don't look at me like that, david. i'm serious. to be honest, i think if you're a kid, harry potter is fine, but this mass embrace by adults who then tell me it's brilliant, opens up a whole heap of doorways that i don't think need any more opening.

take big fantasy. it was always, in my mind, a teenage thing. fifteen, sixteen, make your pick, but it was always a conservative, nice, christian fantasy my god is here (for the most part; i can think of others, but follow me) kind of books. but the days of big chunky fantasy are coming to an end, you mark my words, and the thing to replace it are these books. the kids fantasy books are becoming the fantasy genre...

it's a bad thing. bad. i think i'm starting to rant now, so i will spare you.

(PS, i didn't even know there was a launch. maybe i'll pass through and find the people i know in there, and through copies of THE SATANIC VERSES at them.)
benpeek
Jun. 18th, 2003 06:28 am (UTC)
and before someone says, how can you say this about a book you've not read... i'm talking in general ways, in themes and concepts that surround the book. not about the book itself. the books could be good. the movie certainly wasn't. i will stand by my point that harry potter is a twat, but then i'm a nasty man at times.

my main concern is that how a childrens book is becoming something else. because a childrens book, by its nature, is written with certain things: young girls and boys to appeal to their readership, and a lack of sophisticated narrative workings, just to name two.

just so it's said.
(Anonymous)
Jun. 18th, 2003 05:27 pm (UTC)
But I think there is an attempt to connect to politics and ideologies. The Wizarding World is a complex place, and though a lot of it is based on fun reflections of real institutions (the 'Ministry of Magic', completing your OWLs, etc) there is also genuine issues and emotion at the heart of it. Class consciousness is a big part of it, but even things like slavery get covered (and not in a pat 'this is wrong kiddies' manner). Likewise, the trials of Harry trying to find a place for himself in the school are real and not trivial.

I'm not saying you have to read the books (though I obviously recommend them - #1 and #3 are my favourites), but claiming that they are dumbing down fantasy literature is somewhat unfounded without doing so.

(And what was the problem with the Invisibility Cloak, BTW? It belonged to Harry's father, and Dumbledore returned it to him, at an appropriate time. Though I think we're going to get a lot more about Dumbledore's motives in book 5)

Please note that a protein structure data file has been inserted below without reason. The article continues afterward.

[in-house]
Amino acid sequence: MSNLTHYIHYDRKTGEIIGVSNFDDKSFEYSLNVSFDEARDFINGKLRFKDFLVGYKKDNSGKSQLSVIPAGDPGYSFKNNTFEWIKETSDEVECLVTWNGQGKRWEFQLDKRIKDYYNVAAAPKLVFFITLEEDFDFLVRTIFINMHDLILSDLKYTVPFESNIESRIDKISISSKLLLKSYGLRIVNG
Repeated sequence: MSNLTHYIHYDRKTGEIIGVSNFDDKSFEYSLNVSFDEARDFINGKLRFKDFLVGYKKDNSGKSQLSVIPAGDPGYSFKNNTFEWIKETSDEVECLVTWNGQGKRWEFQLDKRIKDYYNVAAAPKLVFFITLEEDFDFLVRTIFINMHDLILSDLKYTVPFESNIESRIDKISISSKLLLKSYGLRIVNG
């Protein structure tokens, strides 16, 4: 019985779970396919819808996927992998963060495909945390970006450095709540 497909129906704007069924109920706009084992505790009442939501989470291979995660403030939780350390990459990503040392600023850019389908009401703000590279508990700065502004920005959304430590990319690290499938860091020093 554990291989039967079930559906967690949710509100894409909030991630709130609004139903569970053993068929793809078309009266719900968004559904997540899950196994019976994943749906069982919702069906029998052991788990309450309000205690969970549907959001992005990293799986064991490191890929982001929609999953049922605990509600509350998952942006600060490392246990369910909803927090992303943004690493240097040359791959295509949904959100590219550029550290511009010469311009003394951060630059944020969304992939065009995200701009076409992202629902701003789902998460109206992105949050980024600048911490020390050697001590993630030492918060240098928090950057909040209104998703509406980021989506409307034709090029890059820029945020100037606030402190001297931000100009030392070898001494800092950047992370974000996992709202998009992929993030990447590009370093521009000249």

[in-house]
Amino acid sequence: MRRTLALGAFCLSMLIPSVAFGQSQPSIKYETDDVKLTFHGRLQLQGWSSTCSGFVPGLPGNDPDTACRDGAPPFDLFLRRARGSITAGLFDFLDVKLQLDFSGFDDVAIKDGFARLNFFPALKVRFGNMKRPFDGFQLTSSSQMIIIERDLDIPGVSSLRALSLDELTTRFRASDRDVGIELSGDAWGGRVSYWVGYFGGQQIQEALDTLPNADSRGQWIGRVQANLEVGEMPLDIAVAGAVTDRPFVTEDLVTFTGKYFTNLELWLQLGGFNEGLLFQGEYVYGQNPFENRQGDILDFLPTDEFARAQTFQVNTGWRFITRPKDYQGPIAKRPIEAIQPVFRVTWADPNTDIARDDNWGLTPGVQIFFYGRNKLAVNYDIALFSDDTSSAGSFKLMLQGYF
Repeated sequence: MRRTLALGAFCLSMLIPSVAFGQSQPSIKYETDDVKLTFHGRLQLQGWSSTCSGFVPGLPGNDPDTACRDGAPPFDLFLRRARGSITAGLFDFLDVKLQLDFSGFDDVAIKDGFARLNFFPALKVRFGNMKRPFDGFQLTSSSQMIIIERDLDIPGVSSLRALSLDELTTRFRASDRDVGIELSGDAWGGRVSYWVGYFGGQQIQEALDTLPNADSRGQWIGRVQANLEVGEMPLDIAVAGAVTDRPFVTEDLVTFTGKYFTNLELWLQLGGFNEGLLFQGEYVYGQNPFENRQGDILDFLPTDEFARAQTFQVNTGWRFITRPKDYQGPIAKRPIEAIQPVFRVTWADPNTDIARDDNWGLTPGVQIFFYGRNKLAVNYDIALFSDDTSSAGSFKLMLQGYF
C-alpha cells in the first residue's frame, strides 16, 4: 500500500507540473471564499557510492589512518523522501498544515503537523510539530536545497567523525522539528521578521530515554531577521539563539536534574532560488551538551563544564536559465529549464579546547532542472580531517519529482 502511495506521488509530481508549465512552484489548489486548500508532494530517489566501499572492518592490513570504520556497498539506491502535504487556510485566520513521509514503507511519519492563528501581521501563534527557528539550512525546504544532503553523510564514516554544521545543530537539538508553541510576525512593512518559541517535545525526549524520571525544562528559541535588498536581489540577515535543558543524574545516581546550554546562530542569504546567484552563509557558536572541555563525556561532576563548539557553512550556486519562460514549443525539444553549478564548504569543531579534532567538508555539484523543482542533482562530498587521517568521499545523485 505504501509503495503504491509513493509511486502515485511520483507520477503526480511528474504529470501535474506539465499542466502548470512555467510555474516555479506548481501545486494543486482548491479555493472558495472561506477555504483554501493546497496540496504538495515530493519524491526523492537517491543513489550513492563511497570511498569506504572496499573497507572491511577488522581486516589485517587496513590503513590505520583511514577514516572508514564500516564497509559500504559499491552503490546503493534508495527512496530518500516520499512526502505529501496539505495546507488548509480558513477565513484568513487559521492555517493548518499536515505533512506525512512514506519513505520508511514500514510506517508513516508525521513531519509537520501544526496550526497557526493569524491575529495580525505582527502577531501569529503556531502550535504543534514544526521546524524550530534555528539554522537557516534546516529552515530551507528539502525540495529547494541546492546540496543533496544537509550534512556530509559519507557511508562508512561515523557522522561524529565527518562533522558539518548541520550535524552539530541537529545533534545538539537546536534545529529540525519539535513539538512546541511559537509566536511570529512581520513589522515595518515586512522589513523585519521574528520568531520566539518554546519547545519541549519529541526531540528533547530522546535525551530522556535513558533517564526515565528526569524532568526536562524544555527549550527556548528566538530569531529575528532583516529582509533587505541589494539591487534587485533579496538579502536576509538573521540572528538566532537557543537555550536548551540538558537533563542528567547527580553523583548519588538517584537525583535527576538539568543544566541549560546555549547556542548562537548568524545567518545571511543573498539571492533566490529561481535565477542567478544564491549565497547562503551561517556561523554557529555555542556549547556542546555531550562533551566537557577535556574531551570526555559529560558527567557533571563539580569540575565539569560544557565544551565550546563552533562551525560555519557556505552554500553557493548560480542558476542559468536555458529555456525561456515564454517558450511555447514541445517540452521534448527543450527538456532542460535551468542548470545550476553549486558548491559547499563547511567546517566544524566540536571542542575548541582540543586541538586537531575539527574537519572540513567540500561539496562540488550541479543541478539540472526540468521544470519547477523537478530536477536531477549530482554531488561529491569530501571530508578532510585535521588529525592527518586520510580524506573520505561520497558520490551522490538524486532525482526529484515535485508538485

David C
'The trouble with humans, Mr Gandalf, is that they smell' -- Agent Elrond
benpeek
Jun. 18th, 2003 06:11 pm (UTC)
i think you misunderstood a bit (though i'm turning into a mushroom of sickness at the moment, so it could be me), but i didn't mean that potter itself was dumbing down fantasy. what i meant was that this embrace of fantasy designed for children is turning the already youth marketed fantasy genre into a more infantile place. it's not just potter, either: the dark materials trilogy is, i think, just as much as an issue for this. (just to pick another popular series that someone i know had last week.)

see, maybe it's just me, but i see that as a problem.

(i should point out that it's not something i think as a problem isolated to the fantasy genre. books, movies, music--they all seem to be falling into a banal kind of form that is consumable for ten year old kids, but without much for them there adults. but, unlike with these other genres, i can see the books that are impacting the fantasy genre, and, you know, the embrace of it carries a load of issues. so to say.)

(that said, my original post was all about me wanting to rag on that movie, which was just awful. god. terrible thing. anyhow, so, you know, all my points of 'look, this and this' are just sorta working their way in later.)

oh, and in the movie, you never learn who sent the invisible cloak, or for what reason. it just arrives. they wear it. don't ask questions about where it came from.

did i mention how stupid i thought quiddich was?
(Anonymous)
Jun. 18th, 2003 06:51 pm (UTC)
Dictating that Fantasy must be either vast Sword and Sorcery epics or Children's books is a bad thing -- no argument there (and I have a novel I want to write that is neither). But there are good examples of both types, and I don't think you can blame the people who do do good work for the state of the industry. (And the first Dark Materials book is fantastic, although I was less keen on the others.)

Yes the movie is bad, I can't argue that, although I quite like it for reasons other than its quality as cinematic art.